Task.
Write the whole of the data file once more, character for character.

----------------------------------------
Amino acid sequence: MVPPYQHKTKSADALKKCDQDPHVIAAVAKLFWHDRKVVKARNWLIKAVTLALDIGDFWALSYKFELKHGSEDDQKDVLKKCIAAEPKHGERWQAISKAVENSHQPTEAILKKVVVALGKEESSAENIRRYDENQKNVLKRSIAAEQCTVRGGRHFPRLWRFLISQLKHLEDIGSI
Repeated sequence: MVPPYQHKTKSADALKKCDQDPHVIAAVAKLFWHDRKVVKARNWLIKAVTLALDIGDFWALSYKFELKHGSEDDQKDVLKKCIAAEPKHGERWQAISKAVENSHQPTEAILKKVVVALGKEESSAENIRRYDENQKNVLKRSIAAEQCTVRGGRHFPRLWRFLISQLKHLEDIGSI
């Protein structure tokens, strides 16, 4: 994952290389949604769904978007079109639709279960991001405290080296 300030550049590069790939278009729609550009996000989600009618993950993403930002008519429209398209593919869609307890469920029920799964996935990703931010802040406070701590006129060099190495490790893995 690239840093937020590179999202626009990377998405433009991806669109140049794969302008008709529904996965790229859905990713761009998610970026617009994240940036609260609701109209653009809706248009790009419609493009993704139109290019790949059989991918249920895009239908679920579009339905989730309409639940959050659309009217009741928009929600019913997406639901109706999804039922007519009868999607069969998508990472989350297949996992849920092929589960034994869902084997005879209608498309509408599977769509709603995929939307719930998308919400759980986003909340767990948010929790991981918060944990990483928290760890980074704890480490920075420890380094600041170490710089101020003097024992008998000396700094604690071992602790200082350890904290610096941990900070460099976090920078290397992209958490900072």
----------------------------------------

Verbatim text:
Amino acid sequence: MVPPYQHKTKSADALKKCDQDPHVIAAVAKLFWHDRKVVKARNWLIKAVTLALDIGDFWALSYKFELKHGSEDDQKDVLKKCIAAEPKHGERWQAISKAVENSHQPTEAILKKVVVALGKEESSAENIRRYDENQKNVLKRSIAAEQCTVRGGRHFPRLWRFLISQLKHLEDIGSI
Repeated sequence: MVPPYQHKTKSADALKKCDQDPHVIAAVAKLFWHDRKVVKARNWLIKAVTLALDIGDFWALSYKFELKHGSEDDQKDVLKKCIAAEPKHGERWQAISKAVENSHQPTEAILKKVVVALGKEESSAENIRRYDENQKNVLKRSIAAEQCTVRGGRHFPRLWRFLISQLKHLEDIGSI
């Protein structure tokens, strides 16, 4: 994952290389949604769904978007079109639709279960991001405290080296 300030550049590069790939278009729609550009996000989600009618993950993403930002008519429209398209593919869609307890469920029920799964996935990703931010802040406070701590006129060099190495490790893995 690239840093937020590179999202626009990377998405433009991806669109140049794969302008008709529904996965790229859905990713761009998610970026617009994240940036609260609701109209653009809706248009790009419609493009993704139109290019790949059989991918249920895009239908679920579009339905989730309409639940959050659309009217009741928009929600019913997406639901109706999804039922007519009868999607069969998508990472989350297949996992849920092929589960034994869902084997005879209608498309509408599977769509709603995929939307719930998308919400759980986003909340767990948010929790991981918060944990990483928290760890980074704890480490920075420890380094600041170490710089101020003097024992008998000396700094604690071992602790200082350890904290610096941990900070460099976090920078290397992209958490900072």